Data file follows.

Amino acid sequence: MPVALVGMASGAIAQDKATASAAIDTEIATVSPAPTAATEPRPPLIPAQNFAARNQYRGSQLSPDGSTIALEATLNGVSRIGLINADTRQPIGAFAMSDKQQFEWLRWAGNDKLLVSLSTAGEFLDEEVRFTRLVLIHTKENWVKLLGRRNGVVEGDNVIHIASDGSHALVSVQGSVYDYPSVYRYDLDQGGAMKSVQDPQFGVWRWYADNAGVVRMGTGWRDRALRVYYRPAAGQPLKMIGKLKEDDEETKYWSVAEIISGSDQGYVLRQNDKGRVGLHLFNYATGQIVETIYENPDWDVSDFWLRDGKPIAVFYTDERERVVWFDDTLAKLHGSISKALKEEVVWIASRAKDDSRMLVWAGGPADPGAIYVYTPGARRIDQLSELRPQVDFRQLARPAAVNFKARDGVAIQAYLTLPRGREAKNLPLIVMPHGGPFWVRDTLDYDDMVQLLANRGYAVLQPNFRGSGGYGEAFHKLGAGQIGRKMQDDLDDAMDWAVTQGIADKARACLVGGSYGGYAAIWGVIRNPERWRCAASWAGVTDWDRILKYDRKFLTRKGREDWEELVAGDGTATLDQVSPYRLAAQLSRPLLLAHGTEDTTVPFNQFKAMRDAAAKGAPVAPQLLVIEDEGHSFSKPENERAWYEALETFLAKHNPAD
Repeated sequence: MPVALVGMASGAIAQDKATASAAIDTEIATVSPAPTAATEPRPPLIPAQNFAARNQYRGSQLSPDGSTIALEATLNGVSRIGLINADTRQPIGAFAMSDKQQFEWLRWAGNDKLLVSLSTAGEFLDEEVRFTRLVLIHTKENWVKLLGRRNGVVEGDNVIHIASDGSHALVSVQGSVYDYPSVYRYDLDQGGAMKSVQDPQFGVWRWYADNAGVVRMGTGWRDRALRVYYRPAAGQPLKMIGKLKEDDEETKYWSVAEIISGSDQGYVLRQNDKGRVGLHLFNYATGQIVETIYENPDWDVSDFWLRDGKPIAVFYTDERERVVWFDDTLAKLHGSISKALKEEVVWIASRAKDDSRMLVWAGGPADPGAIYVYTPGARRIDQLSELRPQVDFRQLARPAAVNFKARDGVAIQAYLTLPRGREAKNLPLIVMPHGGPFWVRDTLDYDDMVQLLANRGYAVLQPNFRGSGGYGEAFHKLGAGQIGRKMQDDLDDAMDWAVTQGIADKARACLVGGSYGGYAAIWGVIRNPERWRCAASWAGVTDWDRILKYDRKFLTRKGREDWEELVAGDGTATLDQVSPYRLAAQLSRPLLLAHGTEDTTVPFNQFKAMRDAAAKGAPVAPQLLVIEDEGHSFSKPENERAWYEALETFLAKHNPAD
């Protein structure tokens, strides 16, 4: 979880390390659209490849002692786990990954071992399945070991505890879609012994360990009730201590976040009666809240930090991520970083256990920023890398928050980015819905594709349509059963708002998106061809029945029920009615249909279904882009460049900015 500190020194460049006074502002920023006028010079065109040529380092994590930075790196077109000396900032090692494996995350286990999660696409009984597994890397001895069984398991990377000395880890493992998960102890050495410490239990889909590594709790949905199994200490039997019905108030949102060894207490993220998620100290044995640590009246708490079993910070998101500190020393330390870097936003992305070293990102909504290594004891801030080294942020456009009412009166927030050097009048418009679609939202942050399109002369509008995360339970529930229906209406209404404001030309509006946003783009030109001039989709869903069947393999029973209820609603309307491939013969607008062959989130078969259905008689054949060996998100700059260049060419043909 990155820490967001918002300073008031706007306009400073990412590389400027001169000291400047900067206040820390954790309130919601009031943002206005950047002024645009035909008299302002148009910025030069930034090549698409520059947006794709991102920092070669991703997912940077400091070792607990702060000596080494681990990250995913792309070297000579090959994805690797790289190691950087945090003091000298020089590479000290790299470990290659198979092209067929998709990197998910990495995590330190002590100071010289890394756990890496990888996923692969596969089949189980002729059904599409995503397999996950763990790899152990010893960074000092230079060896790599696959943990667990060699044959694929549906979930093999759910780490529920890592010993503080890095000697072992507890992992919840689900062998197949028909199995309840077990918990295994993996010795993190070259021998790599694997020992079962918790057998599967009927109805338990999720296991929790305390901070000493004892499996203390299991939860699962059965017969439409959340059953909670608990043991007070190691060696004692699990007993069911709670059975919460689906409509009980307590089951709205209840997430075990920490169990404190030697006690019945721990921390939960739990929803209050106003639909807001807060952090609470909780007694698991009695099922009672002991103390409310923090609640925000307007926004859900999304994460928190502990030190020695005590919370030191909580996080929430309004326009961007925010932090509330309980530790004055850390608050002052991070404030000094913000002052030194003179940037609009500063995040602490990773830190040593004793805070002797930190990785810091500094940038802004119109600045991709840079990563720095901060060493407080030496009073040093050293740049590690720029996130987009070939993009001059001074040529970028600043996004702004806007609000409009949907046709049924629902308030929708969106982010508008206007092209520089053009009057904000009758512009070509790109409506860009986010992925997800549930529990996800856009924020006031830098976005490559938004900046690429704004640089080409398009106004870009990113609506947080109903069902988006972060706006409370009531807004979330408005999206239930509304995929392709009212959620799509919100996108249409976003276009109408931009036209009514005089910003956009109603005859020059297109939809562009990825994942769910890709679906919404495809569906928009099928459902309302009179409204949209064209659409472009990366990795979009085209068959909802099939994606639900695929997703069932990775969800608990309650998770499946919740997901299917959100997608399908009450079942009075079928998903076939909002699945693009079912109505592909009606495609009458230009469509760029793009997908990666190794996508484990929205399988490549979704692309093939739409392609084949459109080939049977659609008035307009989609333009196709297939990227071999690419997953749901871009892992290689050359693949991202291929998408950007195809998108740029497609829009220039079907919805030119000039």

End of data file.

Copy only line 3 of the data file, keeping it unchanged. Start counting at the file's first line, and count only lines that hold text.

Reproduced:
């Protein structure tokens, strides 16, 4: 979880390390659209490849002692786990990954071992399945070991505890879609012994360990009730201590976040009666809240930090991520970083256990920023890398928050980015819905594709349509059963708002998106061809029945029920009615249909279904882009460049900015 500190020194460049006074502002920023006028010079065109040529380092994590930075790196077109000396900032090692494996995350286990999660696409009984597994890397001895069984398991990377000395880890493992998960102890050495410490239990889909590594709790949905199994200490039997019905108030949102060894207490993220998620100290044995640590009246708490079993910070998101500190020393330390870097936003992305070293990102909504290594004891801030080294942020456009009412009166927030050097009048418009679609939202942050399109002369509008995360339970529930229906209406209404404001030309509006946003783009030109001039989709869903069947393999029973209820609603309307491939013969607008062959989130078969259905008689054949060996998100700059260049060419043909 990155820490967001918002300073008031706007306009400073990412590389400027001169000291400047900067206040820390954790309130919601009031943002206005950047002024645009035909008299302002148009910025030069930034090549698409520059947006794709991102920092070669991703997912940077400091070792607990702060000596080494681990990250995913792309070297000579090959994805690797790289190691950087945090003091000298020089590479000290790299470990290659198979092209067929998709990197998910990495995590330190002590100071010289890394756990890496990888996923692969596969089949189980002729059904599409995503397999996950763990790899152990010893960074000092230079060896790599696959943990667990060699044959694929549906979930093999759910780490529920890592010993503080890095000697072992507890992992919840689900062998197949028909199995309840077990918990295994993996010795993190070259021998790599694997020992079962918790057998599967009927109805338990999720296991929790305390901070000493004892499996203390299991939860699962059965017969439409959340059953909670608990043991007070190691060696004692699990007993069911709670059975919460689906409509009980307590089951709205209840997430075990920490169990404190030697006690019945721990921390939960739990929803209050106003639909807001807060952090609470909780007694698991009695099922009672002991103390409310923090609640925000307007926004859900999304994460928190502990030190020695005590919370030191909580996080929430309004326009961007925010932090509330309980530790004055850390608050002052991070404030000094913000002052030194003179940037609009500063995040602490990773830190040593004793805070002797930190990785810091500094940038802004119109600045991709840079990563720095901060060493407080030496009073040093050293740049590690720029996130987009070939993009001059001074040529970028600043996004702004806007609000409009949907046709049924629902308030929708969106982010508008206007092209520089053009009057904000009758512009070509790109409506860009986010992925997800549930529990996800856009924020006031830098976005490559938004900046690429704004640089080409398009106004870009990113609506947080109903069902988006972060706006409370009531807004979330408005999206239930509304995929392709009212959620799509919100996108249409976003276009109408931009036209009514005089910003956009109603005859020059297109939809562009990825994942769910890709679906919404495809569906928009099928459902309302009179409204949209064209659409472009990366990795979009085209068959909802099939994606639900695929997703069932990775969800608990309650998770499946919740997901299917959100997608399908009450079942009075079928998903076939909002699945693009079912109505592909009606495609009458230009469509760029793009997908990666190794996508484990929205399988490549979704692309093939739409392609084949459109080939049977659609008035307009989609333009196709297939990227071999690419997953749901871009892992290689050359693949991202291929998408950007195809998108740029497609829009220039079907919805030119000039």